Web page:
State departments of education generally revise state assessments when the standards for the content area have been revised. In such circumstances, districts generally purchase new materials. However, as this blog post discusses, several forces may cause state education leaders to implement widespread changes to state assessments, as recently occurred in Texas. Starting with the spring 2023 administration, the Texas state assessments will be administered online and will include 14 new types of questions, cross-curricular passages, and evidence-based writing.
When state assessments are revised, you undoubtedly consider the instructional implications of the changes. Do you also consider how the revisions may impact the efficacy of your current materials? For example, many instructional materials contain quizzes and tests comprised predominantly of multiple-choice questions. Those materials reflect the question format in Texas’ current state assessments. However, would they prepare students for the new state assessments?
If your state has implemented widespread changes to the state assessment, here are four questions to help you evaluate whether your current materials will prepare your students for success on a revised state assessment:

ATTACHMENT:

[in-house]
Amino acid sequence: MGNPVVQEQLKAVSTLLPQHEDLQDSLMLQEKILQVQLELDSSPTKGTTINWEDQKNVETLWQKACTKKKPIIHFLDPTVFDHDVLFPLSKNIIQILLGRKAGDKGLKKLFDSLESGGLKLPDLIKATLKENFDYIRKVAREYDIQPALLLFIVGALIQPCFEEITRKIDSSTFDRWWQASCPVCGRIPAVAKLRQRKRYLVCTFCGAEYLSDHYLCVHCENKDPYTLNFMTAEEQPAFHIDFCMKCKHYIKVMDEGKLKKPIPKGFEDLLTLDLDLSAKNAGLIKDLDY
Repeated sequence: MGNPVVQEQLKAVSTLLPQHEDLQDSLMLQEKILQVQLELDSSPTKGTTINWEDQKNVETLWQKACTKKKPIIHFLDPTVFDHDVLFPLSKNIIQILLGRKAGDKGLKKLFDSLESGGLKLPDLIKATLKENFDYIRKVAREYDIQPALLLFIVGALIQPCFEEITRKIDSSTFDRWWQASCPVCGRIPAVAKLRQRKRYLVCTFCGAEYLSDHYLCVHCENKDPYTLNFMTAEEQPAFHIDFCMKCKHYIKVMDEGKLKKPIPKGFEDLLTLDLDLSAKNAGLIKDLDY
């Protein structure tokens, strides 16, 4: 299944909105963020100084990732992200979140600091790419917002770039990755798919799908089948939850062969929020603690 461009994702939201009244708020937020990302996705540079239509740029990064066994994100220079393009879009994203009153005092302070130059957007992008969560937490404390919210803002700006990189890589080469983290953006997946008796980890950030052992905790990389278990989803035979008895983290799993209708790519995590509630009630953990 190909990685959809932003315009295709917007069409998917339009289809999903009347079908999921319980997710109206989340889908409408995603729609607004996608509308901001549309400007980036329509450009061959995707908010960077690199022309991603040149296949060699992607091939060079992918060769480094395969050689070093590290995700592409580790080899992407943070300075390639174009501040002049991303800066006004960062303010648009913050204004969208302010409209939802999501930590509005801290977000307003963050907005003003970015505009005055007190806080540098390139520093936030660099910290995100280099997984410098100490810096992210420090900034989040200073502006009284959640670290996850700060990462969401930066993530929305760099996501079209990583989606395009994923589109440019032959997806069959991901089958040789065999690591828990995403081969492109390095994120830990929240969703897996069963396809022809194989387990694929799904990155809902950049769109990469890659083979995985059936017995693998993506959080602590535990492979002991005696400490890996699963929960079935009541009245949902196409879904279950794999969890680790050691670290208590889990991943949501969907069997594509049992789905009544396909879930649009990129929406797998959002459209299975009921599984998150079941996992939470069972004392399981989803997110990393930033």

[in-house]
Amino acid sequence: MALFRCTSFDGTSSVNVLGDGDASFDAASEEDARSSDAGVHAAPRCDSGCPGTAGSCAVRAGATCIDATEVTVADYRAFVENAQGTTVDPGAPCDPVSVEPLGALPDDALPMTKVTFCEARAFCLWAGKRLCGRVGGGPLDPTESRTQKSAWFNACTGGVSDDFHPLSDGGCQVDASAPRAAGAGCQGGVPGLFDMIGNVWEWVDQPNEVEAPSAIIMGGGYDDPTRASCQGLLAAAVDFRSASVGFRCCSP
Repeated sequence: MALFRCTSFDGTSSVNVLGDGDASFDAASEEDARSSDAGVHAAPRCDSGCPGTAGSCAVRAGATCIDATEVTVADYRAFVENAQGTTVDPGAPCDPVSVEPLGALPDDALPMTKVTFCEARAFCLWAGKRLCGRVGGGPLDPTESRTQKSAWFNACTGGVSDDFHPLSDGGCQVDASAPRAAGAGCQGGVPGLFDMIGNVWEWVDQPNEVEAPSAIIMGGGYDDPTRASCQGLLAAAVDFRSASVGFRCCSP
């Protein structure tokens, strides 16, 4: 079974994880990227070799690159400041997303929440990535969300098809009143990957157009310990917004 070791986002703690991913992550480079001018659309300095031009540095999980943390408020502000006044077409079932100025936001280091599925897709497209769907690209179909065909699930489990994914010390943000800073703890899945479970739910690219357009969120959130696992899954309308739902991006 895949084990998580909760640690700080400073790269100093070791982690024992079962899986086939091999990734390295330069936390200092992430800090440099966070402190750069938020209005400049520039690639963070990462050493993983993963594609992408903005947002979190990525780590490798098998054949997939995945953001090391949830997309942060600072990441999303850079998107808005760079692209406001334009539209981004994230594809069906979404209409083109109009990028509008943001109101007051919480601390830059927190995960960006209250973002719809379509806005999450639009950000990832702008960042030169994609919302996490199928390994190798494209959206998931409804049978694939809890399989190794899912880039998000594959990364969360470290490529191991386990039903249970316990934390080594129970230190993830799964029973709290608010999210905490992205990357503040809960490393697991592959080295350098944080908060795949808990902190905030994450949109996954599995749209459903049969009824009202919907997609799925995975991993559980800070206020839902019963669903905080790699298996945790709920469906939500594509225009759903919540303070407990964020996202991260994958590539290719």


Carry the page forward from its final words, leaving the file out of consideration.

- Does the material contain instructional content aligned to the new standards?
- Does the material contain a sufficient number of activities and assessment questions for the standards that are eligible for assessment?
- Do the material’s activities and assessments represent the types and frequency of questions included in the new state assessments?
- Does the material include activities and assessments at the level of rigor specified by the standards?
If you find gaps in your current materials, check to see if the publisher has made updates or published a new edition of the material. If not, consider revising your district’s curriculum to make up for the materials’ deficits in order to prepare your students for success on the new state assessments.